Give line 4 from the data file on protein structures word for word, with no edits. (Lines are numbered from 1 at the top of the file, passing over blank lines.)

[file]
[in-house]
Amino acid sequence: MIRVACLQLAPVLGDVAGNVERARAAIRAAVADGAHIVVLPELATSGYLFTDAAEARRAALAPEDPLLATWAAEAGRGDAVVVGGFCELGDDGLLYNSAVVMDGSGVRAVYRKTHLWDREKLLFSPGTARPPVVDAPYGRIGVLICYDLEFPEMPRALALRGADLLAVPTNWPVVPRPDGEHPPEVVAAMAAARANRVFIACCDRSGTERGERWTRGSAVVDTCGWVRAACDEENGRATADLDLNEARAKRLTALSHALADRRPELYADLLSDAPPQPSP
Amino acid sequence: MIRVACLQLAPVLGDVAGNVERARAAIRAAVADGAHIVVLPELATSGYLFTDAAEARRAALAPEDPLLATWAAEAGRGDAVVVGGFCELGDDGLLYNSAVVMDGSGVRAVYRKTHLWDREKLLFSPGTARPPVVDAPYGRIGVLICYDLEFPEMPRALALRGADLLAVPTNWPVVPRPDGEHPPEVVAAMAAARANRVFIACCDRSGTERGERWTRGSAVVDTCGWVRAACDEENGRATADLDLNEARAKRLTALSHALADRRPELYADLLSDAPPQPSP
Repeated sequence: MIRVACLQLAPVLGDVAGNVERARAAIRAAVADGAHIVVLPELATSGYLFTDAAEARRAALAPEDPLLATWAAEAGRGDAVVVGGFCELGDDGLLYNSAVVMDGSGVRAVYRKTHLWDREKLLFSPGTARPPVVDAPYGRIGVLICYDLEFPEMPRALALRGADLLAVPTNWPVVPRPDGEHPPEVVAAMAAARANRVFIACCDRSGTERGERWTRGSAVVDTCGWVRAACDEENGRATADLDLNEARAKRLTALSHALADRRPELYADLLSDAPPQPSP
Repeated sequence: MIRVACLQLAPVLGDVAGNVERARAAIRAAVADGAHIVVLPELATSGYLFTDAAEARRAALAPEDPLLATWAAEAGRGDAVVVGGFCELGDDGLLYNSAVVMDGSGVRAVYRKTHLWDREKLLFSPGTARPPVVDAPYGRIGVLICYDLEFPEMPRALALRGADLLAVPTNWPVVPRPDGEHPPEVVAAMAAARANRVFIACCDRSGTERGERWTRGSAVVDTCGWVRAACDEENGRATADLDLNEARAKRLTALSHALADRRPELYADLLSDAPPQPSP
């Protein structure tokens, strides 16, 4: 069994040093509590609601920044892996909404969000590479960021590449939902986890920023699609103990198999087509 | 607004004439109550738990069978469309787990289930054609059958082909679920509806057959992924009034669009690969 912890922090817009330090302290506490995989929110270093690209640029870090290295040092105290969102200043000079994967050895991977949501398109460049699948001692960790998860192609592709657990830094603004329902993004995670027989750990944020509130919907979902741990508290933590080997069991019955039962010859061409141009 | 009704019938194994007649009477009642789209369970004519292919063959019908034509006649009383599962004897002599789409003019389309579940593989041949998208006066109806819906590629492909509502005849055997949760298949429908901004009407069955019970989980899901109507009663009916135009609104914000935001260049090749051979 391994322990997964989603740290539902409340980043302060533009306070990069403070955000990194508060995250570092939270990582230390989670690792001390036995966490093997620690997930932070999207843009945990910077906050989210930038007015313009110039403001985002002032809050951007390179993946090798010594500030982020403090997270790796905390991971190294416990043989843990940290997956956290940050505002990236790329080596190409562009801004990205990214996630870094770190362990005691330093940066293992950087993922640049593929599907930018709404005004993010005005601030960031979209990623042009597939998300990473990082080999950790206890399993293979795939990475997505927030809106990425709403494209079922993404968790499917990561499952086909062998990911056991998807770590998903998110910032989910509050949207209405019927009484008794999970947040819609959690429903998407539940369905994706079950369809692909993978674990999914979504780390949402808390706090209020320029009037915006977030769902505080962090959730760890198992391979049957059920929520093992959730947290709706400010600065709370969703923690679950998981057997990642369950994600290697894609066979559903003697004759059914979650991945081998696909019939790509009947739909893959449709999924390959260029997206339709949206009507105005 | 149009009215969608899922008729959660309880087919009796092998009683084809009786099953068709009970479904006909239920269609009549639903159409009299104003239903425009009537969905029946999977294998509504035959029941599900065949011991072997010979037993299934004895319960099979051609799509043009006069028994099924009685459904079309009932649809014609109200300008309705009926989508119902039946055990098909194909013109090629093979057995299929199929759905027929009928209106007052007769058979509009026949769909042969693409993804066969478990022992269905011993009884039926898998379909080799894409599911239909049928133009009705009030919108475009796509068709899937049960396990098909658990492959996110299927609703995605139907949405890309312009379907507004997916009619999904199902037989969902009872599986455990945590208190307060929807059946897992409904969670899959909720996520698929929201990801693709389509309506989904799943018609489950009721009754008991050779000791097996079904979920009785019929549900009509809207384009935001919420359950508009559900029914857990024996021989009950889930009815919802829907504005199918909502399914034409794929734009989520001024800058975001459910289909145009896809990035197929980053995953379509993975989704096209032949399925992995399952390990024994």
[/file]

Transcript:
Repeated sequence: MIRVACLQLAPVLGDVAGNVERARAAIRAAVADGAHIVVLPELATSGYLFTDAAEARRAALAPEDPLLATWAAEAGRGDAVVVGGFCELGDDGLLYNSAVVMDGSGVRAVYRKTHLWDREKLLFSPGTARPPVVDAPYGRIGVLICYDLEFPEMPRALALRGADLLAVPTNWPVVPRPDGEHPPEVVAAMAAARANRVFIACCDRSGTERGERWTRGSAVVDTCGWVRAACDEENGRATADLDLNEARAKRLTALSHALADRRPELYADLLSDAPPQPSP